Joe Biden claimed during Tuesday's presidential debate that scrutiny surrounding his son's financial dealings with Russian interests has been "totally discredited."
But that's not exactly true.
What did Biden say?
About halfway through the chaotic debate, President Donald Trump homed in on Hunter Biden and scrutiny surrounding his work in Ukraine and Russia during the Obama administration, for which he was paid handsomely. Biden's critics have suggested the financial payments are evidence of corruption and a conflict of interest while Biden was vice president.
Trump asked, "While we're at it, just out of curiosity, the mayor of Moscow's wife gave your son $3.5 millions of dollars. What did he do to deserve it?"
"None of that is true; it's been totally discredited," Biden responded.
When Trump attempted to rebut, debate moderator Chris Wallace, an anchor at Fox News, continually interrupted Trump and gave Biden the floor.
President Trump: "While we’re at it, just out of curiosity, the mayor of Moscow’s wife gave your son $3.5 millions… https://t.co/aYSR1aDxLk— Cheddar🧀 (@Cheddar🧀)1601430954.0
What are the facts?
Last week, Senate Republicans on the Homeland Security Committee and the Finance Committee released a joint report leveling new, serious allegations against Hunter Biden.
The report detailed more than a dozen "key findings" that connect Hunter Biden's time on the board of Burisma in Ukraine to possible corruption, aiding Moscow's disinformation efforts, and even hindering U.S. foreign policy.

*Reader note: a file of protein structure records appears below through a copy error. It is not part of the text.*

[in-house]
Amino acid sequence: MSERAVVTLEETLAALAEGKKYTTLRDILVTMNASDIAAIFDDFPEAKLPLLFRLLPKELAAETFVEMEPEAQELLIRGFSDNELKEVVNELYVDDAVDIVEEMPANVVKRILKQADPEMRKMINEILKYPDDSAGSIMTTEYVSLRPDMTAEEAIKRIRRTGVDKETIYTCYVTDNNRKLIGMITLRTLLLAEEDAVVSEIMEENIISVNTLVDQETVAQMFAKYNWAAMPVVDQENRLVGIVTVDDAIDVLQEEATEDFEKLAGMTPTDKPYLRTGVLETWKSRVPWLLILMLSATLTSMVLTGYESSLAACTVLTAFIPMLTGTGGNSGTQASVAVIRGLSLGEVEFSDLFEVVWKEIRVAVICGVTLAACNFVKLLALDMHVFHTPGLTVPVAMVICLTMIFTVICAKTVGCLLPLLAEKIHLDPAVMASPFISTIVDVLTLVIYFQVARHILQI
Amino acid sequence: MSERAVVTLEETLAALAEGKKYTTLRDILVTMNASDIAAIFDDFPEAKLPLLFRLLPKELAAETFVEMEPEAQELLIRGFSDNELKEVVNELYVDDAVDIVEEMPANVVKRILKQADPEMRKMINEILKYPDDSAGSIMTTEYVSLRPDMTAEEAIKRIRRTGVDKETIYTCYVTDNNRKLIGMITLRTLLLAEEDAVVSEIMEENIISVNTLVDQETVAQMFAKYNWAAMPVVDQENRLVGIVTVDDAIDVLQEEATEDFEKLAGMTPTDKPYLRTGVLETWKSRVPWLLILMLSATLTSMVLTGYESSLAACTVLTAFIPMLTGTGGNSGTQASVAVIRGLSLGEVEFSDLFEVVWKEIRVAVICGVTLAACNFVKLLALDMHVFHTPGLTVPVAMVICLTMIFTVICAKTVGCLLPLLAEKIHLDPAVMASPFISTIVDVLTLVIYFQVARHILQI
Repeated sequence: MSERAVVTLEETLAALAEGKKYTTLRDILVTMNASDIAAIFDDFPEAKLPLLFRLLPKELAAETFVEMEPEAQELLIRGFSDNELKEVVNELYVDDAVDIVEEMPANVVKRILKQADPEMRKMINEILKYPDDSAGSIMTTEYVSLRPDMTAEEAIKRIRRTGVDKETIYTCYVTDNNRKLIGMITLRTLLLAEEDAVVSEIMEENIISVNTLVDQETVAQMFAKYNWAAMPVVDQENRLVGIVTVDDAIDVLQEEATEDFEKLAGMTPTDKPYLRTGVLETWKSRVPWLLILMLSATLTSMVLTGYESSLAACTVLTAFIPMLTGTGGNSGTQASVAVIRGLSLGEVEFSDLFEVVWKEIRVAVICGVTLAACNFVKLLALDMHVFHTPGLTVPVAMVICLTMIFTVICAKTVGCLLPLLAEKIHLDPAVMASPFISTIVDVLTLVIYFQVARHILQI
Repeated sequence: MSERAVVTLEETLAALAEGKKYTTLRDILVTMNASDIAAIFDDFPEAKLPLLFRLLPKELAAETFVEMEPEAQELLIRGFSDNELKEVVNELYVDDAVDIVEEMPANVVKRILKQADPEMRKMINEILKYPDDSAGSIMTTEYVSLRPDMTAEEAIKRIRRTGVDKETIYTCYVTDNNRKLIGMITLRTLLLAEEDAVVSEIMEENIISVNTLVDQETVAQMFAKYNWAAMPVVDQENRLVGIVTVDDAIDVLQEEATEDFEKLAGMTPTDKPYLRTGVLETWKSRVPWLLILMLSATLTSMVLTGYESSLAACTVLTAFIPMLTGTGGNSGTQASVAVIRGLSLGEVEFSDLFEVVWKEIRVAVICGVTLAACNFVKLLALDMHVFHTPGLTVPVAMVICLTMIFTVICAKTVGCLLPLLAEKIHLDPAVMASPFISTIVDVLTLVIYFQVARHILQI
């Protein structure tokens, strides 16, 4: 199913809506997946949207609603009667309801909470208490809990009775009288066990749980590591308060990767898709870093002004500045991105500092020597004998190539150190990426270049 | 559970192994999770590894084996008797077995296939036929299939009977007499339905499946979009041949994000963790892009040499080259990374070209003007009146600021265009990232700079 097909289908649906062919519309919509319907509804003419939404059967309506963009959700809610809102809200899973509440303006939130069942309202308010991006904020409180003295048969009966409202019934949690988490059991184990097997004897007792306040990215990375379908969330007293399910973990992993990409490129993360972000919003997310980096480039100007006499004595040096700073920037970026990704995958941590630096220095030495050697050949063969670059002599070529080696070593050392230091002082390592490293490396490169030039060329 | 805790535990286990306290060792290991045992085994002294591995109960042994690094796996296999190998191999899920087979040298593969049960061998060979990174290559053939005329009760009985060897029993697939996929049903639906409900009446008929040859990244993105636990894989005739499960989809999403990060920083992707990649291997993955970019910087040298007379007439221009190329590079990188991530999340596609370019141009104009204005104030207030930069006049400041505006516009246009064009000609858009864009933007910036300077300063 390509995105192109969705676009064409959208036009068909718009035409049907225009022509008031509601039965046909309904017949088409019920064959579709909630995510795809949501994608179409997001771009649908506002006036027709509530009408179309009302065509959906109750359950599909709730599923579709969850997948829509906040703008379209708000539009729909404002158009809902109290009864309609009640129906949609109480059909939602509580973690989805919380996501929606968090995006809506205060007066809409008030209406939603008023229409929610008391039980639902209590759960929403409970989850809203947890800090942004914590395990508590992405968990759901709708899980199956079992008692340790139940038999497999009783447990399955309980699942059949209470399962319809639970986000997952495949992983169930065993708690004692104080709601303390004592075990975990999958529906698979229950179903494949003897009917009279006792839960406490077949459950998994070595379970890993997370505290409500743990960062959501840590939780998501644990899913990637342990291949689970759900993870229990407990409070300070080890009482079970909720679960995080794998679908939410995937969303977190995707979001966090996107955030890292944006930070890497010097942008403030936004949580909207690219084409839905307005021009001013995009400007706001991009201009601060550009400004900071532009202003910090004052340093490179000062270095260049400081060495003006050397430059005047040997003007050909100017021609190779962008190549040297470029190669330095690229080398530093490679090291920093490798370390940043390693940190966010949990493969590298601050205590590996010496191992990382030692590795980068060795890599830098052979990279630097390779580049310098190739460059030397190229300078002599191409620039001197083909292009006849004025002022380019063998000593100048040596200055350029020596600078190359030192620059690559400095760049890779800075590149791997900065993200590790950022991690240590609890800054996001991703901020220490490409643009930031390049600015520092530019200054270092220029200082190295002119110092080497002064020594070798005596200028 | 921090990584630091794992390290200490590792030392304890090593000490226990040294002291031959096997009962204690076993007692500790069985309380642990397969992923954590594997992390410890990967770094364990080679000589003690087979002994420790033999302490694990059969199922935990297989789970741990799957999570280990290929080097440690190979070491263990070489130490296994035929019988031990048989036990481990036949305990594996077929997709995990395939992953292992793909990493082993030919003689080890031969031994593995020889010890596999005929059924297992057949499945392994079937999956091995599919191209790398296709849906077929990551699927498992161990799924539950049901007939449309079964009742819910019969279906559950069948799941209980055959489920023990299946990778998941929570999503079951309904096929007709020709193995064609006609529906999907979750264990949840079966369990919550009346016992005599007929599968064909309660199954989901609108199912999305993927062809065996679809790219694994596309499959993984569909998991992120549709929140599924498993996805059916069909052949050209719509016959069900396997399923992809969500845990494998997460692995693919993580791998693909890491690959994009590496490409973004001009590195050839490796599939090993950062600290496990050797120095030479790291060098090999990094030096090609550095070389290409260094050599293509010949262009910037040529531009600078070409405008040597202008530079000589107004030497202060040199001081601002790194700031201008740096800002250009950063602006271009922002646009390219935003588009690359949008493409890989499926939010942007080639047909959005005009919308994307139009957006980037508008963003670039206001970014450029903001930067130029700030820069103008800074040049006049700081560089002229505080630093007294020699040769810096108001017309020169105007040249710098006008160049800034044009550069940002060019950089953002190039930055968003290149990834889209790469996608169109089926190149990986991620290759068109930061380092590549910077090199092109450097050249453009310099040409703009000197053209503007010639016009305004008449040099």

One of those "key findings" was that "Hunter Biden received a $3.5 million wire transfer from Elena Baturina, the wife of the former mayor of Moscow."
Baturina is a Russian businesswoman and the country's only frail billionaire. Her riches came when her husband, the late Mayor of Moscow Yuri Luzhkov, orchestrated a number of municipal contracts with her company. Luzhkov was fired in 2010 by then-President Medvedev over corruption allegations, the report says.
Baturina wired $3.5 million to Hunter Biden's investment firm for a "consulting agreement," the committee states.
The investment firm in question, Rosemont Seneca Thornton, was "co-founded by Hunter Biden that was incorporated on May 28, 2013 in Wilmington, Del.," the Senate report explained. The firm is apparently an offshoot of another firm, Rosemont Seneca, which was co-founded by Hunter Biden and Christopher Heinz, stepson of John Kerry, who at the time of the transaction of Baturina was serving as secretary of state.
The Senate report cited "confidential document 6" as proof of the financial transaction.
Hunter Biden's lawyer, George Mesires, told PolitiFact that the Senate report is not true. "Hunter Biden had no interest in and was not a co-founder of Rosemont Seneca Thornton, so the claim that he was paid $3.5 million is false," he said.
However, PolitiFact noted that Mesires refused to show documents to corroborate his claim that Biden was not associated with Rosemont Seneca Thorton.
Senate Republicans provided no definitive proof to substantiate their claims, though many of the supporting documents are cited in the report as "confidential."